Teachers as Learners

Behind in my reading as I come up for air from my Book Fair week…

On Sept. 3, David Warlick posted a rant about teachers and their adoption of technology, and his post generated 18 comments to date–obviously a topic that is on a lot of minds, including mine!

I’ve read enough of Warlick’s work to know that he is a huge teacher advocate and that he has the highest respect for people in this noble profession. He’s obviously heard enough excuses though! And I must say that I am with him! We will lose our “in” with students if we don’t figure out a way to teach them in ways that are relevant in their world. I see that worrisome glaze over some of our kids eyes at younger and younger ages. It used to be the high school kids that had to “power down” to come to school–now it’s our elementary aged kids!

I am a librarian in a district that has benefited from wonderful edtech leadership–every classroom teacher in my building, plus the reading specialist and librarian (me) have at least 4 computers in their room, their own starboard, LCD projector, Einstruction kits, access to a computer lab! Professional development for technology is ubiquitous, with Atomic Learning provided for our use, district-based after-school technology classes, campus based technology workshops, and edtech team available to us to model lessons, and more! This is the piece that so many districts leave out, and yet my district has made it almost unavoidable to have professional development opportunities available. And still we have numerous teachers that choose not to learn any more than they are forced to. Campus technology workshops are poorly attended–only the people that get paid to attend are there, even though they’re filled with wonderful, useful ideas! Administrators sometimes come, most times do not.

More than a few times, teachers have stated to me that professional development & technology training should be on school time, not personal time. The overriding perception is that “in the “real” (business) world, people are paid to be trained, but the poor teachers have to do it all on their own time. By and large this is not true, from my observation of friends and family members not in education! There are workshops, trainings, professional journals, conventions, etc. all to be paid for and taken advantage of off-the-clock. That’s what professionals do! That’s what learning and growing people do! Shouldn’t we teachers, of all people, embrace and personify the life-learner model?

The debate on this topic in the edublogosphere has simply been a rant because this is a topic that frustrates all of us so much. There aren’t any answers, I guess. The people that won’t go to professional training on their own time certainly aren’t reading these blogs! It does make me feel less of an oddball to hear of other people who feel the same way I do though! It helps me to focus on the teachers who do want to learn something new. I’ll just hang out with them!

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4 Comments

  1. Thanks for this post, Jamie, and for linking to my blog. I think that you make a valid and useful point, that other professionals do engage in professional development on their own time, and they often take work home with them, etc.But I would also side with your teachers in that one of the problems with teaching, and one of the barriers to education reform, is the notion that what teachers do is teach. That the job is to work with students to help them learn.We both know that there is so much more to being an educator than teaching — especially in a time of rapid change and a dramatically shifting information landscape. It requires research, collaboration, material and strategy development, professional development, information management, planning, teacher field trips, and professional reflection.I think that we need to figure out a way to re-image teachers for the community as a dynamic profession that is more than just teaching the same old thing. It’s understanding and introducing the world to those who will inherit it.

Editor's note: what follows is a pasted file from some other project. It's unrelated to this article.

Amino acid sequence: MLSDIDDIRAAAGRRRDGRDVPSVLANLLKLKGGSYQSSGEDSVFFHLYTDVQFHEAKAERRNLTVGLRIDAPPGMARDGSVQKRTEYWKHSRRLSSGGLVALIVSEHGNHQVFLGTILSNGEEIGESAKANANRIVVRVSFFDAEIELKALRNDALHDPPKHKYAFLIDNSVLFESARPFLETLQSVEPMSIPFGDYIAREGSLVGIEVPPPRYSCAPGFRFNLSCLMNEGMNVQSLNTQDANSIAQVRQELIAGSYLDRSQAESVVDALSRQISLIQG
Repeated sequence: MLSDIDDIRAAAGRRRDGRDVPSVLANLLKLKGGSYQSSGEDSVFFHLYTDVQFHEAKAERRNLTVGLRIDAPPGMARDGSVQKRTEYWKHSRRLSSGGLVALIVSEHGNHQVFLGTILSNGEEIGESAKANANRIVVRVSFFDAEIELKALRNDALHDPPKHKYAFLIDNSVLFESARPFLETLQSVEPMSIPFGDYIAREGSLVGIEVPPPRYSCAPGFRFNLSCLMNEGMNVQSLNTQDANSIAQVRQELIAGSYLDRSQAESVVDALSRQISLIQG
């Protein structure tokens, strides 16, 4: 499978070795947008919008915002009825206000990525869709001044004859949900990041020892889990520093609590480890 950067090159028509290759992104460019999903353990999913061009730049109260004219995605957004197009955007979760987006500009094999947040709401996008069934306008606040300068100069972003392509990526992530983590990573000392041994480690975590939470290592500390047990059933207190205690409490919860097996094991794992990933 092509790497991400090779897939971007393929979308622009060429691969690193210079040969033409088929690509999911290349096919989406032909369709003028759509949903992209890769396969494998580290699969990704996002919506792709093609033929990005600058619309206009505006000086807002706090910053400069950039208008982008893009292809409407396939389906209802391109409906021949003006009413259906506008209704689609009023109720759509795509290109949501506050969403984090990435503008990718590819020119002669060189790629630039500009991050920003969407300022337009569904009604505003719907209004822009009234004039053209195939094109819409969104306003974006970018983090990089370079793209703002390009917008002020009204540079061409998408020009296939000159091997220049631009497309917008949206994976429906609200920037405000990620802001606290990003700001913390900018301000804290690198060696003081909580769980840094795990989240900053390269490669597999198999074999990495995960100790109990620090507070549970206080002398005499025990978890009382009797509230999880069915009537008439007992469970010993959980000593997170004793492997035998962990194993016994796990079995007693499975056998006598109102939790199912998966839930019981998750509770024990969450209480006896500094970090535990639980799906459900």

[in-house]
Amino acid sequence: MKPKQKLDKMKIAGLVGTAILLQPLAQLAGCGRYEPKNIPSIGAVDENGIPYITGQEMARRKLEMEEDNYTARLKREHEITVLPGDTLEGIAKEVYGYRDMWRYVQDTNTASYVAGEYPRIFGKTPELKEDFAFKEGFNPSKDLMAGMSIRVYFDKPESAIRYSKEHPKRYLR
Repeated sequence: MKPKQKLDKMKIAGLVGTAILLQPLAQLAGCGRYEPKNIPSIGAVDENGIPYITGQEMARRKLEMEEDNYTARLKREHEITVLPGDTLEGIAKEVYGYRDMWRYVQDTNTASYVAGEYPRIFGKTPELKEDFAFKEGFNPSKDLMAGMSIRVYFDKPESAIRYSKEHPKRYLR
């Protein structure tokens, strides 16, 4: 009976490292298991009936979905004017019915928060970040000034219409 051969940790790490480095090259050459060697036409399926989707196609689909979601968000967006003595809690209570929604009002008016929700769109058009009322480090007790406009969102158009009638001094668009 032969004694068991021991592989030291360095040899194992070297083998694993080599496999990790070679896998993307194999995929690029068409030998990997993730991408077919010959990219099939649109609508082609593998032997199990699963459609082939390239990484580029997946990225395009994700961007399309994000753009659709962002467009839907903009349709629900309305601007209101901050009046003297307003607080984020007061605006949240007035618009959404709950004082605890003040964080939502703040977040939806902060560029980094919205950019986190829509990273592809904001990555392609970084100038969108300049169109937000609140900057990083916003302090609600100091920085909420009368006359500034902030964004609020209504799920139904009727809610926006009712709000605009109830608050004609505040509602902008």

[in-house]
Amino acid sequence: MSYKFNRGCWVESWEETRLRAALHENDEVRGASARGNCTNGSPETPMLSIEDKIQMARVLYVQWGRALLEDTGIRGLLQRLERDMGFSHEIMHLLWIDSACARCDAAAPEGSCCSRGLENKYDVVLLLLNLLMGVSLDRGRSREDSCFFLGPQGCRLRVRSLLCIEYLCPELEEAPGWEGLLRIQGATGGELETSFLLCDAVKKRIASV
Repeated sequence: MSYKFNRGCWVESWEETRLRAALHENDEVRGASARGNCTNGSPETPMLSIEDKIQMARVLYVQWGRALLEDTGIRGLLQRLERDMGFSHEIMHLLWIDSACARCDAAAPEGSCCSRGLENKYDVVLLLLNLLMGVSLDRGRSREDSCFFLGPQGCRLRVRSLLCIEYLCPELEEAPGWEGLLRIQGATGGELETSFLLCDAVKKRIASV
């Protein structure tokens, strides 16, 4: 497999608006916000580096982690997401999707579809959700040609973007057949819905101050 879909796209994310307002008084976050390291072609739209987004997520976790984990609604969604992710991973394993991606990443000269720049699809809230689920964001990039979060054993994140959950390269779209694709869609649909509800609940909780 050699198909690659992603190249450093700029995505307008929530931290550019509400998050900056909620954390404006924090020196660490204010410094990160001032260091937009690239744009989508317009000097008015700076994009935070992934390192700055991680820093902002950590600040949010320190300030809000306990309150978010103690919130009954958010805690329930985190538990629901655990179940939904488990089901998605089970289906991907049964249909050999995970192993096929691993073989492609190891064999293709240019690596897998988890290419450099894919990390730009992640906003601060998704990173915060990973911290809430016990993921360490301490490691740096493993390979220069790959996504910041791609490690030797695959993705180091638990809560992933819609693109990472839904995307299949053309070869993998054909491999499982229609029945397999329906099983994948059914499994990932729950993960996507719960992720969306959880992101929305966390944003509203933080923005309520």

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  2. To re-image teaching and teachers! What a concept–ideas and turns of phrase like this are what make your writings so interesting & thought-provoking for your readers! Thanks so much for commenting on my post (rant)!We do need to re-image teachers for the larger community. If we, of all people, are not dynamic, our message and our schools may seem less and less pertinent to students for their “real” lives.

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  3. “That’s what professionals do!”Jamie — I agree with you here 100%. As professionals we should be continuously learning MANY things — how to improve our practice, what curriculum or strategies are new in our content areas or grade levels, and how to update our practice so that it is in alignment with changes in the world and in technology. We should seek out new learning without concern for whether it’s on “our” time or “work” time — because that’s what professionals do. I can relate to your frustrations — I have a feeling that you and I are in the same district, so I know what you are describing in terms of the abundance of technology resources available to our teachers. I just keep trying — one teacher at a time — hoping to hit the tipping point with a critical mass of believers 🙂Stephanie

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  4. From one teacher who is a learner I would be THRILLED if some training was even offered for me in my county. They do have basic Microsoft training, but any other skills I have acquired have been through painfully long hours reading “Dummies” books and how-to online. I get so frustrated not having a “real” teacher for what I want to learn. I would gladly go to training anytime, anyplace…if I had some to go to!!!

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